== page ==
Deborah J. Crumb, R.Ph., is chief pharmacist at Mayo Clinic Jacksonville, Jacksonville, Fla. She has seven years of management experience with health-care professionals and is currently enrolled in the Masters of Health Administration, University of North Florida.
Kenneth Jennings held a variety of assignments at Union Carbide Corporation before receiving a Ph.D. in industrial relations from the University of Illinois. He is currently the Richard de Raismes Kip Professor of Industrial Relations at the University of North Florida and has authored/coauthored numerous articles and books, including Balls and Strikes; Swings and Misses, and The Labor Relations, Sixth Edition.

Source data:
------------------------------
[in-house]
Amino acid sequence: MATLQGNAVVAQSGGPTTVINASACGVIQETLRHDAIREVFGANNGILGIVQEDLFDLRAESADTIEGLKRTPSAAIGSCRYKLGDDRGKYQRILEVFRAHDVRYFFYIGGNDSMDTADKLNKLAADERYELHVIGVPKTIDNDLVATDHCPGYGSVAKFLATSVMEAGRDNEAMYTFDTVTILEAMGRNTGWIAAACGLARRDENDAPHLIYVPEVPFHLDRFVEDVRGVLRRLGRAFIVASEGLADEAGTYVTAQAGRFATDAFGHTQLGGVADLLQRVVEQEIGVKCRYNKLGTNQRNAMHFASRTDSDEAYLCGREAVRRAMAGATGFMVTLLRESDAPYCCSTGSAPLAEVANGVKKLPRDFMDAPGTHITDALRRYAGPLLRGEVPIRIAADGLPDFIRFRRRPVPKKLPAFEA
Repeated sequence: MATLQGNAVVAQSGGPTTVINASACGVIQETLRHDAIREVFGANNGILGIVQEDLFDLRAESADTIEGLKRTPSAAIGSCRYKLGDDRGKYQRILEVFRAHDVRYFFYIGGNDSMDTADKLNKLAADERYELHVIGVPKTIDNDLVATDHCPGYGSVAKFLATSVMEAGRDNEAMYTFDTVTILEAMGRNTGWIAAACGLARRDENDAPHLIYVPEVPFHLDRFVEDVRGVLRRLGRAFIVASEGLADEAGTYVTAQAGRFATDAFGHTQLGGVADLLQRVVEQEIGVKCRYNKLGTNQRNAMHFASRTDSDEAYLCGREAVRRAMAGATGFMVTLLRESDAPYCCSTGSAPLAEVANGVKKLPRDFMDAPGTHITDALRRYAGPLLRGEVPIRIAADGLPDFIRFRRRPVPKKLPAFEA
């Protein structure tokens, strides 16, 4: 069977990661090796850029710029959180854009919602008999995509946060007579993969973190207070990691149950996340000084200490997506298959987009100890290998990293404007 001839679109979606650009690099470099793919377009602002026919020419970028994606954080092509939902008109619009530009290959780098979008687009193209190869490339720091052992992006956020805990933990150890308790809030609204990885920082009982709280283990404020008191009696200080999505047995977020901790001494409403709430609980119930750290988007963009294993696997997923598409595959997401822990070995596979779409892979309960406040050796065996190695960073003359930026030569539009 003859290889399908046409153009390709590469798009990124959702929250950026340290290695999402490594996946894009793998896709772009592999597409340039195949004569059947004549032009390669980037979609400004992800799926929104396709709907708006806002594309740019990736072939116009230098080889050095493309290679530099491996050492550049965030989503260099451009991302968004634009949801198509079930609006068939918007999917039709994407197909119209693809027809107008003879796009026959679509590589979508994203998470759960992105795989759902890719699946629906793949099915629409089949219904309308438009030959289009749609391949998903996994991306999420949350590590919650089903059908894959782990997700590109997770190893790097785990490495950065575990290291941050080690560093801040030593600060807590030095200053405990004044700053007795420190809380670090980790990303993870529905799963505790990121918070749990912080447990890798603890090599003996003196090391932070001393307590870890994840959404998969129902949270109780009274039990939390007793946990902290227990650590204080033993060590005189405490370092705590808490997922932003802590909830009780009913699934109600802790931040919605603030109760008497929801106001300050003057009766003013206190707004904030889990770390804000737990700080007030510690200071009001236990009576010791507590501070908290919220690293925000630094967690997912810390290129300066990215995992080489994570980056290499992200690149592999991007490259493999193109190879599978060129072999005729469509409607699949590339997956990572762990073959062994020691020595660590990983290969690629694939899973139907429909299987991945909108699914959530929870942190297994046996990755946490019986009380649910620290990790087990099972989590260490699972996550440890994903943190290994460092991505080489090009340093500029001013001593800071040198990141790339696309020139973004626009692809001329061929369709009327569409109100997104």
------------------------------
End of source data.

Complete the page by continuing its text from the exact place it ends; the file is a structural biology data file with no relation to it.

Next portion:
Incidents of patient abuse in health-care facilities are becoming more and more commonplace. And while many cases result in termination of the employee involved, such discipline is often overturned or reduced by arbitrators. Questions such as what constitutes abuse, what role does provocation play and did management clearly outline its disciplinary policy all play a pivotal role in an arbitrator’s decision to uphold or reverse discipline of an employee. The authors consider a collection of patient-abuse cases and examine the key issues arbitrators look to in rendering their decision.
Continuing, widespread problems occurring between elderly patients and care-giving employees have been the subject of scrutiny from the media.1 Patients may risk their possessions and financial assets to theft by employees and may also be victims of physical abuse.